We Can't All Be Jerry Maguire -- Or Can We?
Harford Business Ledger: April 2006
This section of the Harford Business Ledger is devoted to sports, and any discussion of sports and the involvement of law in sports eventually includes sports agents and player representatives, most of whom are lawyers. The whole industry of sports agency and representation has really only existed for a few decades. In the good old days, athletes didn't need lawyers to play sports; they had managers only. After watching the movie "Cinderella Man," my wife commented that after Jim Braddock beat Max Baer, Sr., for the world heavyweight championship (in 1935) and was paid his prize money for that fight, that was the end of any compensation he would receive for becoming the World Heavyweight Champion. There were no endorsements, commercials, movie roles, TV spots or underwear commercials. The trailer for the movie informed the audience that Jim Braddock went back to work in a factory, bought a modest house and lived there for the rest of his life.
Today, for an athlete, competing in your sport is the least complicated part of your career -- and that is not always the athlete's doing. Any athlete with a show of promise can be besieged by commercial opportunists looking to get in on the ground floor. Maryland Olympic swimmer Michael Phelps had a team of agents and representatives assisting with the deluge of offers and opportunities that came his way BEFORE he even competed in the 2004 Olympics. News reports about Harford's "own" Kimmie Meissner generally don't mention that she also has retained managers and press agents, who are already attempting to control commercial use of Kimmie's "image" (for instance, dealing with requests from Harford County companies wishing to put "Good Luck Kim!" messages in their advertisements).
There is no question these days that athletes need professional assistance dealing with the complexities with which they are faced, but what really is the proper role for these agents and representatives? My brother George Young was the General Manager of the New York Giants for 20 years, and spent most of those years on a daily basis dealing with agents in player contract negotiations. His perennial complaint was that agents did not really fill the role most desperately needed by professional athletes: helping them hold on to their earnings and planning their lives after their sports careers would end. According to George, agents would spend most of their time attempting to negotiate contract terms (which were generally non-negotiable), rather than dealing with money management issues for the long term. The careers of many highly paid athletes are at best short-lived, and can be involuntarily terminated at any time by injury.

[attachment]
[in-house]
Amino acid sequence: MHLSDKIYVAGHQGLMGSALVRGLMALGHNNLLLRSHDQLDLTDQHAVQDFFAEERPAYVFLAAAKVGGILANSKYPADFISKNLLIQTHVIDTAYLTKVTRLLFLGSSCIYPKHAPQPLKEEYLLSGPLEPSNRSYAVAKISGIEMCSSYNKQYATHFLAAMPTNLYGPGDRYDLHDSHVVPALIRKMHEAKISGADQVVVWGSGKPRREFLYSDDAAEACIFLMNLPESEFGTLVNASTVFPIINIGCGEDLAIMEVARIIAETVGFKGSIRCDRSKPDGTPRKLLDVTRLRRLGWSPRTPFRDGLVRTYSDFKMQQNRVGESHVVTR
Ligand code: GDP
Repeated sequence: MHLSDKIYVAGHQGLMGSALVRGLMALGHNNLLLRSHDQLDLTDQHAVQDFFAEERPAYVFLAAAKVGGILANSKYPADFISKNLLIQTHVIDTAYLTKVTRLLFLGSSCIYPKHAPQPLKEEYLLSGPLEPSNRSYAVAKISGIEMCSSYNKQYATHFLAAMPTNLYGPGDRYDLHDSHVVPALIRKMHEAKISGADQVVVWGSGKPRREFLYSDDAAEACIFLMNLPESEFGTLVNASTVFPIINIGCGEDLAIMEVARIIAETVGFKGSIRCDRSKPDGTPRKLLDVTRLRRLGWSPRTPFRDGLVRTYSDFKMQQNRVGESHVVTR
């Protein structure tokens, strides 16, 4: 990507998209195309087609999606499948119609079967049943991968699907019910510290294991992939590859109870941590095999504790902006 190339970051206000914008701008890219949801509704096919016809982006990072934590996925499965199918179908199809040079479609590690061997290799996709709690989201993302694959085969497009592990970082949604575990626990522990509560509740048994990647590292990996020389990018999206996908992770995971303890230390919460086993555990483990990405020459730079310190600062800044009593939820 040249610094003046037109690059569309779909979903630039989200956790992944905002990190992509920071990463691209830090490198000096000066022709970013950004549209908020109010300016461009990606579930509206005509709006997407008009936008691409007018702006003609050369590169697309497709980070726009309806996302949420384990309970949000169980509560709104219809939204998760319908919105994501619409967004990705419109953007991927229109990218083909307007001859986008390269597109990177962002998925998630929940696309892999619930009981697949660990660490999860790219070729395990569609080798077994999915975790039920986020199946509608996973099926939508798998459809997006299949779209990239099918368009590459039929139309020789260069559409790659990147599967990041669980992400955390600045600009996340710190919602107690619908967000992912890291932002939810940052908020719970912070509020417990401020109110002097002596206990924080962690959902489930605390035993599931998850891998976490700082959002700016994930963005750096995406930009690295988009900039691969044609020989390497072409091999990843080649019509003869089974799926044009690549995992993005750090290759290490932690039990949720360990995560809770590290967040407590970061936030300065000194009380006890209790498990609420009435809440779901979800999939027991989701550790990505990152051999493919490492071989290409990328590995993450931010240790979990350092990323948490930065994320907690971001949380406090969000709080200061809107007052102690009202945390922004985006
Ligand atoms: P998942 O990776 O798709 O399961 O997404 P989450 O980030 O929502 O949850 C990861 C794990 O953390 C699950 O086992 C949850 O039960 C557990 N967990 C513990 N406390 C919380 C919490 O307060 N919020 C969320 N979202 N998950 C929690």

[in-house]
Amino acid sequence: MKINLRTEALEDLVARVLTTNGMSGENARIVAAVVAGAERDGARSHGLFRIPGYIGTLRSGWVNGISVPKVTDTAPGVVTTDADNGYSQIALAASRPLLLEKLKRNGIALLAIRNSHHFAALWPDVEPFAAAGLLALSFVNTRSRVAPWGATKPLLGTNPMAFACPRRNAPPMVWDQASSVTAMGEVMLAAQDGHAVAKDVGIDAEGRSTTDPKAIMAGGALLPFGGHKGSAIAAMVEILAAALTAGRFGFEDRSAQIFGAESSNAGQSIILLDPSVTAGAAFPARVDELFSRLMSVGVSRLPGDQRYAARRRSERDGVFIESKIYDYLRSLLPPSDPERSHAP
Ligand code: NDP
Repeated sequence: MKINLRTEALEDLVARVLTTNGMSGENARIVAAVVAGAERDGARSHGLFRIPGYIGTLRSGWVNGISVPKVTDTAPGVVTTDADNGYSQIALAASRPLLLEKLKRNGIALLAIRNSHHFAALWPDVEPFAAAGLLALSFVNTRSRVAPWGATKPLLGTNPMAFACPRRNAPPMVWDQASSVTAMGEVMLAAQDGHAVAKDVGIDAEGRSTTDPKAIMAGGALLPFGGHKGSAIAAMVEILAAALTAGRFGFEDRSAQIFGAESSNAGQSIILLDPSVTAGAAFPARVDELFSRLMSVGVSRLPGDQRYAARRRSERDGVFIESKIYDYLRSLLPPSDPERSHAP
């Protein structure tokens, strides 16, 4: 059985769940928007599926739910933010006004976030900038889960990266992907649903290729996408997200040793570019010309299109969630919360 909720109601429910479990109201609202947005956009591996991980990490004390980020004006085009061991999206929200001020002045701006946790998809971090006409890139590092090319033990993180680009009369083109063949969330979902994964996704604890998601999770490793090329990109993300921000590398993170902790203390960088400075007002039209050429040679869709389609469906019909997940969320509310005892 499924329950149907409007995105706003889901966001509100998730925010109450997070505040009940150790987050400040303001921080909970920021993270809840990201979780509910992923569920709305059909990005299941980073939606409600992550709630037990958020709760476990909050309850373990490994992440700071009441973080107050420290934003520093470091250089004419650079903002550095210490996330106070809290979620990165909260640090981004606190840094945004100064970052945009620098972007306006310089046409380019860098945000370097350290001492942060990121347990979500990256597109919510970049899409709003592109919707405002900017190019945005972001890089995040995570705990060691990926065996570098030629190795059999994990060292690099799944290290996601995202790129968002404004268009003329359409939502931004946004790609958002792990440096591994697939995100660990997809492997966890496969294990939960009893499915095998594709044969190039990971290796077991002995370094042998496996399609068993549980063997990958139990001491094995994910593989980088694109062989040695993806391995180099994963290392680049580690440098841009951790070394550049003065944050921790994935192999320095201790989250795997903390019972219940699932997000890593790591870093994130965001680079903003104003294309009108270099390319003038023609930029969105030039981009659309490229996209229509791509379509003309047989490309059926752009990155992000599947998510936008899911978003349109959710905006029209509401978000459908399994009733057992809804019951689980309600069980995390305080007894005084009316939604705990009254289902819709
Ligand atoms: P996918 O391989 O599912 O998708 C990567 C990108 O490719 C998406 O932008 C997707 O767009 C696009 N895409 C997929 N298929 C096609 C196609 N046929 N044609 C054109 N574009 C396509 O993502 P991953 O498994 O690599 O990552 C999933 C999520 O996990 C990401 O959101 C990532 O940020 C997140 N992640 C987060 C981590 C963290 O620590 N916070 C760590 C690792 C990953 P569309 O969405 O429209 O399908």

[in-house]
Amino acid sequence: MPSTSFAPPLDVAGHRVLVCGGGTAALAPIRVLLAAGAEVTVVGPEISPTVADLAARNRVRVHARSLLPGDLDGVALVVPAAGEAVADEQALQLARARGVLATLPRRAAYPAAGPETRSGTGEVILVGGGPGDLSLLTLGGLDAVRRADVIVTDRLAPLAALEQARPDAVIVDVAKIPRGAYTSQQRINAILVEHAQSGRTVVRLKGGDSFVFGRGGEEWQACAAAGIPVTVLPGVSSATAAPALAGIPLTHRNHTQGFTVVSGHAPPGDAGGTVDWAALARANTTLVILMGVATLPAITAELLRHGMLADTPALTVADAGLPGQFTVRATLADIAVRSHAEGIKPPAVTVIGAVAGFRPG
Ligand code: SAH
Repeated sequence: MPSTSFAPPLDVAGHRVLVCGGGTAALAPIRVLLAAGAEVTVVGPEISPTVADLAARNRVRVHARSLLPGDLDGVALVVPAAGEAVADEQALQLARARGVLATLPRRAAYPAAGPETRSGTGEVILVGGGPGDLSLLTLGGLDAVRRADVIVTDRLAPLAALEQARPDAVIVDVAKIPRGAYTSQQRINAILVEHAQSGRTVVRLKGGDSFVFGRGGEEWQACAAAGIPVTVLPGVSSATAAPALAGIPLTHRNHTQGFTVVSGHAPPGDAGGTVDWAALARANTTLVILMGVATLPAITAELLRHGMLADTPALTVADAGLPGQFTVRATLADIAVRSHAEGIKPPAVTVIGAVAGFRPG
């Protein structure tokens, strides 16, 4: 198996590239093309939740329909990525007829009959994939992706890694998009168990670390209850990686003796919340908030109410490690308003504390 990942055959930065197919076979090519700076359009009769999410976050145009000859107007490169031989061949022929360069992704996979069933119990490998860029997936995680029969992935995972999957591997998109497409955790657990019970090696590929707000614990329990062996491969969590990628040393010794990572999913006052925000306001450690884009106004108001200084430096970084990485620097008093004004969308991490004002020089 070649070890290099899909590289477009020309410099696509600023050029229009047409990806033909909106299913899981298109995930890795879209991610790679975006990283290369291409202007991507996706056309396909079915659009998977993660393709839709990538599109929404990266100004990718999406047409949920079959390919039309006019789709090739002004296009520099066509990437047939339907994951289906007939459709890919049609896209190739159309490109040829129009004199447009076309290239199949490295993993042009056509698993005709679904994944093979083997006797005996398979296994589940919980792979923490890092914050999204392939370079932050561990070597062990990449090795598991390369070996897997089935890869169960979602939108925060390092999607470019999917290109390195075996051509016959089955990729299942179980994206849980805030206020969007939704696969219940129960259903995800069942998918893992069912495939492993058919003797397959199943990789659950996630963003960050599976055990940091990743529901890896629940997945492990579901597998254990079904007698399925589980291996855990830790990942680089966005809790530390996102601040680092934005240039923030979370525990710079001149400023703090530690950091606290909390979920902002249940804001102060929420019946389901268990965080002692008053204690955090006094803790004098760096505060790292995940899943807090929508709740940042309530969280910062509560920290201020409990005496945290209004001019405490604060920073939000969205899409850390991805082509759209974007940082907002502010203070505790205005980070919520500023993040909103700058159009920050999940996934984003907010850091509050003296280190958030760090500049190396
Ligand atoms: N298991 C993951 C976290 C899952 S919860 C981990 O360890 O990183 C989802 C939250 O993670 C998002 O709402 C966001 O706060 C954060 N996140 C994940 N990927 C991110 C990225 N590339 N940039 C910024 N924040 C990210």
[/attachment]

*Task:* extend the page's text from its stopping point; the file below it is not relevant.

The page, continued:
As we are all well aware, salaries for many professional athletes have skyrocketed to incomprehensible heights. Television revenues and product endorsements are likely to cause that trend to continue. Professional athletes will, therefore, continue to need significant professional assistance managing their careers and assets. It would be best for those professional advisors to concentrate on the long-term needs of their clients. The professional sports representation industry is likely to continue to grow and include many collateral professions. Professional sports representation would be a great niche for young, aspiring legal and accounting professionals. Maybe it's time to go make friends with some high school coaches!